Online CRM Key for E-Commerce 2001SEATTLE -- The flavor of e-commerce this year is all about making money and an improved online customer experience is critical to that end, according to Ken Burke, president/CEO of Multimedia Live, who addressed a workshop here yesterday at the Direct Marketing Association's net.marketing show in Seattle.
"Keep in mind that customers may not tell you what your flaws are," Burke said, adding that complaints, when they do come in, are very loud.
Burke touted intelligent selling and personalization as key ingredients to creating and operating a Web business by optimizing all selling opportunities.
"It's really talking about selling the right products to the right person in the right place at the right time with the right message at the right price," he said.
This shouldn't be difficult for catalogers, who have an advantage over their bricks-and-mortar counterparts. For instance, catalogers can identify their customers. Plus their customers are used to buying direct.
"Catalogers should get 18 percent of their sales online," Burke told an audience of 40 direct marketing executives at the morning session. "For retailers, it's a little bit more of a problem. They normally get between 0.5 percent to 10 percent -- at the high end -- of their sales online."
A key way to improve online customer experience is through predictive modeling. Such a system uses a statistical calculation, or a probability theory, to determine the likelihood of a user taking a certain action, like abandoning a shopping cart.
"Shipping is the No. 1 reason" for shopping cart abandonment, Burke said, adding "people use carts for storage and the right calculation [of products in the basket]."
Another reason for cart abandonment is credit card rejection. Burke said that, for some reason, MasterCard users showed a higher shopping cart abandonment rate than rival Visa.
But while predictive modeling is good for highly evolved sites, basic personalization -- registration and account information, and name recognition -- is good as for entry-level personalization.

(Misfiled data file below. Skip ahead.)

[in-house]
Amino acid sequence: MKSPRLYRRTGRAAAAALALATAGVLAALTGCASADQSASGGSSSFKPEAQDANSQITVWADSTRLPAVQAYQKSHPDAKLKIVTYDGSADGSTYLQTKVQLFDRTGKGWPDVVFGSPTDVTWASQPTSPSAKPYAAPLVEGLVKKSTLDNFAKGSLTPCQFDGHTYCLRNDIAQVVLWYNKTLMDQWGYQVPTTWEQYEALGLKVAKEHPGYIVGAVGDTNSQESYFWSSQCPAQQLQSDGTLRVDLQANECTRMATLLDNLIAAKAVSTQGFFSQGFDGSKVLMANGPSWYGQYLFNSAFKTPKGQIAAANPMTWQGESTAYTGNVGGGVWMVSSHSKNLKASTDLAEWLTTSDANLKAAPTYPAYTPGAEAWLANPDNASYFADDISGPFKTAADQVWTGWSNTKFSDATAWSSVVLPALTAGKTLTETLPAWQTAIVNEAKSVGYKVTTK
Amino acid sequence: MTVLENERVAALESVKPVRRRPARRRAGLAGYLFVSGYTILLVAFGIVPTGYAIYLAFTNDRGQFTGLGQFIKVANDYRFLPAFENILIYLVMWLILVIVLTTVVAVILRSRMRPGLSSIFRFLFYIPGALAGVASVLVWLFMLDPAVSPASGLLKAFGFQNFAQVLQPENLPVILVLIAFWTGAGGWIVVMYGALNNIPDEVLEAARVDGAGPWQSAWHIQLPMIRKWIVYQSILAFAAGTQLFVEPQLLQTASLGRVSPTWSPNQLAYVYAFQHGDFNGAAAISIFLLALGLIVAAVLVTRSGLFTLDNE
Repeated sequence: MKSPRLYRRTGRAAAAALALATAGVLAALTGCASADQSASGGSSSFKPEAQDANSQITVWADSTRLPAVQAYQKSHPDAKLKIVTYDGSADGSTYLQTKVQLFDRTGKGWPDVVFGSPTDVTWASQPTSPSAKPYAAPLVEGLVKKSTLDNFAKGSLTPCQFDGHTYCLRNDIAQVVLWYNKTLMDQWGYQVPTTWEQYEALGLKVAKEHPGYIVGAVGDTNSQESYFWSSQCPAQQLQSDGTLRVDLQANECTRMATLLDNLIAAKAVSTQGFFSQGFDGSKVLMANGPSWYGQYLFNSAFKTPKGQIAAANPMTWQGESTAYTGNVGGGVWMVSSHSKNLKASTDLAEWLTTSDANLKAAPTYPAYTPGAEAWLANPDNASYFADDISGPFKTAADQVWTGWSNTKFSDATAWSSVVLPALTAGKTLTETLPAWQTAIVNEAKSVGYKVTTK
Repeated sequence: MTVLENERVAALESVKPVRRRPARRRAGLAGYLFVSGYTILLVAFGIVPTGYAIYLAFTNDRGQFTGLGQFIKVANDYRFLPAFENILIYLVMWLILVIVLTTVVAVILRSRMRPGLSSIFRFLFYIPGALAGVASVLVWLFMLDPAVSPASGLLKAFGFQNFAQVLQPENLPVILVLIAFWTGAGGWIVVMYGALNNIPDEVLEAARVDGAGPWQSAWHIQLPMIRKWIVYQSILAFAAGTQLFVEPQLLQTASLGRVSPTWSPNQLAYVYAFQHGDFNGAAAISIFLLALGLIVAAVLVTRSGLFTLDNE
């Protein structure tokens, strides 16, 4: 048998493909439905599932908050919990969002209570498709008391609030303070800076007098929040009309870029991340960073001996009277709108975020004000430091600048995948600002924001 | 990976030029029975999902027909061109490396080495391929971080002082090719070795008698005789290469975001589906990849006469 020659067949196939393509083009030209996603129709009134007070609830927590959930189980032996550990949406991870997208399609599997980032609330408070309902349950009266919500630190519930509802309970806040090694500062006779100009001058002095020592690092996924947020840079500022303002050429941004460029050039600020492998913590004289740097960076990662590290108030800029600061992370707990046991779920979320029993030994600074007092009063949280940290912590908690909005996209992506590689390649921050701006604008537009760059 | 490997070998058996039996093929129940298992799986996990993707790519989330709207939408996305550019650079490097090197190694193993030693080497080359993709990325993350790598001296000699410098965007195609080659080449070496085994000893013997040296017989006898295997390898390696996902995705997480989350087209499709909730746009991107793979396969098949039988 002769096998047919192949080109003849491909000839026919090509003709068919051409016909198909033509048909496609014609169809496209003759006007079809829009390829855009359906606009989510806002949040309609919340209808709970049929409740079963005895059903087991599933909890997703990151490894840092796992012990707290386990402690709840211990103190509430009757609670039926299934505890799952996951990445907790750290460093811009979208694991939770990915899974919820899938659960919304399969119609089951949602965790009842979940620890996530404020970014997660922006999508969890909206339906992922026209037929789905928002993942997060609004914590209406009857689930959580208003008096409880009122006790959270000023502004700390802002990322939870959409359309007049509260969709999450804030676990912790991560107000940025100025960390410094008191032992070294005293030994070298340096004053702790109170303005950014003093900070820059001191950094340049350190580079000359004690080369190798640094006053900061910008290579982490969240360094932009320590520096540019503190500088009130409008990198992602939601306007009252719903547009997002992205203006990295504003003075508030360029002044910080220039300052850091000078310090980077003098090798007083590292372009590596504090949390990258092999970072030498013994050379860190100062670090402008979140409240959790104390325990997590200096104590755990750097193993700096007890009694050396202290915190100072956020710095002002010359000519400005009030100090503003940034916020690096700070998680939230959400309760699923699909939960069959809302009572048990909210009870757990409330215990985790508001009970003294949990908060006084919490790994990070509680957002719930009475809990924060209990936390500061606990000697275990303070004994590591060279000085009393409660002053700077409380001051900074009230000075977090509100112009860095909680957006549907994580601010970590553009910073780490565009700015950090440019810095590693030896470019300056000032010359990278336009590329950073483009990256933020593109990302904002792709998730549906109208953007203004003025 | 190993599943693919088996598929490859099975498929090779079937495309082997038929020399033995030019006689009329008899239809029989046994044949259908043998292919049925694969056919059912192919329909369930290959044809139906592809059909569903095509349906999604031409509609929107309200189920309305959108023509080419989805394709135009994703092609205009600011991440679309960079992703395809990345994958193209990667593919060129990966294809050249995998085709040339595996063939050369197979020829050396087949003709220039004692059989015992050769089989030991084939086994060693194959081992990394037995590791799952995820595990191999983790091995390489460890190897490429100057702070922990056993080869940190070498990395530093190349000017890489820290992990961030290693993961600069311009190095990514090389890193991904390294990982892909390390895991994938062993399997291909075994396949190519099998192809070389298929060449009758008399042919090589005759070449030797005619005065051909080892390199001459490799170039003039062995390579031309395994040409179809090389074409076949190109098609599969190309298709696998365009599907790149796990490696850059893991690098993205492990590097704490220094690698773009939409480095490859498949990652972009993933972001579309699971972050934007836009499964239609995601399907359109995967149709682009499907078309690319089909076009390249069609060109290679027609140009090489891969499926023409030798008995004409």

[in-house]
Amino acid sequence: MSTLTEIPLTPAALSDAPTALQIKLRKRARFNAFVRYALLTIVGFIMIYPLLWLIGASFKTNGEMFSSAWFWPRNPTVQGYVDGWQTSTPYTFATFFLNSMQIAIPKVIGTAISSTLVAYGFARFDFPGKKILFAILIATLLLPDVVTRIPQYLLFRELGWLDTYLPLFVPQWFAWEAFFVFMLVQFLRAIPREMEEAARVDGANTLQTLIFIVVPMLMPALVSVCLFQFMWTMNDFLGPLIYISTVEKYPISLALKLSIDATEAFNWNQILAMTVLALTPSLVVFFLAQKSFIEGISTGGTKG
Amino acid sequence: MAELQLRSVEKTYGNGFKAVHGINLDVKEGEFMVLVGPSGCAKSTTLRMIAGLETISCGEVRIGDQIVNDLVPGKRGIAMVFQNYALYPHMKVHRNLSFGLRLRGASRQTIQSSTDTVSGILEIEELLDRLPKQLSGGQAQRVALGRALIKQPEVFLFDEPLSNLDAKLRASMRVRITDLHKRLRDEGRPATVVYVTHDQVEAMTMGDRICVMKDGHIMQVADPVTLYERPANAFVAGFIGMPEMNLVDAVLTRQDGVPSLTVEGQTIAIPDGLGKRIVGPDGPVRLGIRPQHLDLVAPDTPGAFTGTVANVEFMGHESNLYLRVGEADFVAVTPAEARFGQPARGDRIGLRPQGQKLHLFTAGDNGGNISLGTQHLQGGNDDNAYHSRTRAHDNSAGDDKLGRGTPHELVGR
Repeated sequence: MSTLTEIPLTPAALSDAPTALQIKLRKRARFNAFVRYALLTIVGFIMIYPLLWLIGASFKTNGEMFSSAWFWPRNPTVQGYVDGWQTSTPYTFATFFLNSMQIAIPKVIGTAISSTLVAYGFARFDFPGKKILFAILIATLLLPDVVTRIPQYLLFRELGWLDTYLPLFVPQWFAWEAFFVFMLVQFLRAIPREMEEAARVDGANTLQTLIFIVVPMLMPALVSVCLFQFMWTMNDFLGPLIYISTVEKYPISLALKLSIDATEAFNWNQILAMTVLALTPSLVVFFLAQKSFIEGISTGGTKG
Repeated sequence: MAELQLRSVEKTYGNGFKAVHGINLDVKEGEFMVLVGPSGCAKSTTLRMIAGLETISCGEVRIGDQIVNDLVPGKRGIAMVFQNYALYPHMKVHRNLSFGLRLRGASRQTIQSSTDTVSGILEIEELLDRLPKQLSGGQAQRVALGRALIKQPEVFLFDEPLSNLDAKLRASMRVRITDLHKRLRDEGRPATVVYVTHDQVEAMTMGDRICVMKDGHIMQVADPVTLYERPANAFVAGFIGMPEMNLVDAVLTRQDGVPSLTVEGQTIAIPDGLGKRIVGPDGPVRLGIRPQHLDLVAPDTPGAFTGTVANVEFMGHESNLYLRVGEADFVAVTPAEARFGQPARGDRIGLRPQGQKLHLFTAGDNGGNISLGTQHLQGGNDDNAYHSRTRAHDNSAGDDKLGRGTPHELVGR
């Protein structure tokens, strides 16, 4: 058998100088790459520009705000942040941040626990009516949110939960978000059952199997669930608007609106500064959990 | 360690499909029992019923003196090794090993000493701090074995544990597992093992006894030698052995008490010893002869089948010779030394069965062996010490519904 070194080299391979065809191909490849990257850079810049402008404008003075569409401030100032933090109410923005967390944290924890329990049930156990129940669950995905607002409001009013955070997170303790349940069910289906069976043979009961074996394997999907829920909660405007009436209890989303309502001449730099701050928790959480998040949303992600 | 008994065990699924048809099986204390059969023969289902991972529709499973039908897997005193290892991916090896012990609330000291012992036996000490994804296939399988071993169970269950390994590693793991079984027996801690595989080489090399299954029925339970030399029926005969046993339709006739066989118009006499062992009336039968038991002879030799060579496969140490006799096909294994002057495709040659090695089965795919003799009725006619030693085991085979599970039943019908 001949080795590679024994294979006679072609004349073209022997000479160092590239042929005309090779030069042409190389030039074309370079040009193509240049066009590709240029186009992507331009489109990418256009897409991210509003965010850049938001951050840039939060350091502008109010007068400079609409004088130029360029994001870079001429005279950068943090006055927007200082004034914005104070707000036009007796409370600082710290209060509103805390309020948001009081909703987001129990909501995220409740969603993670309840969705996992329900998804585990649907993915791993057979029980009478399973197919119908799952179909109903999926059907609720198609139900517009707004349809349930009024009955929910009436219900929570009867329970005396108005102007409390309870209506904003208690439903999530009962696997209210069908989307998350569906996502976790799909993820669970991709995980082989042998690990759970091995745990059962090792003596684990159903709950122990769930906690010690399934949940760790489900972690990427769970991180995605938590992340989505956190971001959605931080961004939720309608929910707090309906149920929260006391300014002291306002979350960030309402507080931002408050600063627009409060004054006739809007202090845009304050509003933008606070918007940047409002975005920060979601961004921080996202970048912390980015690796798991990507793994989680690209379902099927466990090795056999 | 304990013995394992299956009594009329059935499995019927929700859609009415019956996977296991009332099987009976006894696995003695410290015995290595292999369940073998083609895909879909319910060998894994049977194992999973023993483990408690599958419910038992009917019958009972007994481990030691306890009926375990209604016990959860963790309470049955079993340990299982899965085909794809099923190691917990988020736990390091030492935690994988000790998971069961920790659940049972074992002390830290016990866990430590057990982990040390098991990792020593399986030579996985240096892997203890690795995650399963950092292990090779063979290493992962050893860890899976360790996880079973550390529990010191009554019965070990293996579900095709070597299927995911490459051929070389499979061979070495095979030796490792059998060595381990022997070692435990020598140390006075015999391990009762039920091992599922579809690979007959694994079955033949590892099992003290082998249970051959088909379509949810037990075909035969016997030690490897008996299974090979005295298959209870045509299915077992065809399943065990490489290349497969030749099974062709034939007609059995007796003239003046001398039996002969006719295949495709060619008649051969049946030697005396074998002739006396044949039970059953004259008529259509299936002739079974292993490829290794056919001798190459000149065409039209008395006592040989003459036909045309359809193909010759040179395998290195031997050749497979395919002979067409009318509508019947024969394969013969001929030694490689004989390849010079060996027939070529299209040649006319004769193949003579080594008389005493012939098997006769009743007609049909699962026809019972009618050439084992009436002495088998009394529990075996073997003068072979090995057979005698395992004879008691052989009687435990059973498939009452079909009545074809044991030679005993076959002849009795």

Collaborative filtering, on the other hand, is a flop, according to Burke. This method of personalization aims to automatically determine the target consumer group from click stream and other data and then applies that to situations. This includes recommendations like, "Customers like you also like…"
"It's a failure in our industry," he said, pointing out that a consumer that may have bought a gift for a baby may continuously get served promotions in that area. The site does not recognize that the consumer has bought a gift and not a product for self-consumption.
Burke reserved his highest praise for rules-based personalization. Under this method, the online retailer builds target consumer groups and then applies business rules based on a user and a situation. The format calls for If/Then relationships.
"I think this is the most powerful personalization [method]," he said. "It creates target consumer groups that allows for execution of messages."
But for any effective personalization, direct marketers should start profiling using a cohesive data collection strategy. Data should be gathered from many different sources and aggregated into a universal customer database.
To enable this, three pieces of data should be married: Online data, which includes click stream, online purchase history, tool use, survey information, wizard data, referral information and online campaign use; backend data, such as customer data, offline and online purchase history and external data sources; and external data like buying patterns, demographic information and data from Experian and Abacus.
Burke recommended best practices for an effective personalization strategy.
· The online retailer should specify what events will affect a customer profile.
· The strategy should define user groups based on customer information or site navigation behavior.
· It should define business rules for merchandising and messaging to each user group.
· It should test the effectiveness of marketing, merchandising and messaging campaigns by producing pertinent metrics and indicators.
Things that can be personalized include site messaging, images and displays, product sort order, product selection, category structure, pricing, campaigns and promotions, tools usage and e-mails.
For instance, a customer group that has been to the site but never purchased should view a custom site. Using present and past click stream data, the site should show particular items and deliver specific content to encourage sell-throughs.
For a customer that visits the site and buys sometimes, Burke suggested a custom site, with targeted offerings, cross-sells and content. Using a combination of previous purchase, present and past click stream and offline data, the marketer can then offer bundled goods, provide messaging and create promotions to move targeted products.
And, in the case of a customer that has been to the site and buys often, the ideal site experience is a custom site, special promotions and targeted offerings, cross-sells and content.
Again, using previous purchase history, present and past click stream and offline data, the merchandising should reflect special incentives, additional content and the request for more data via a survey.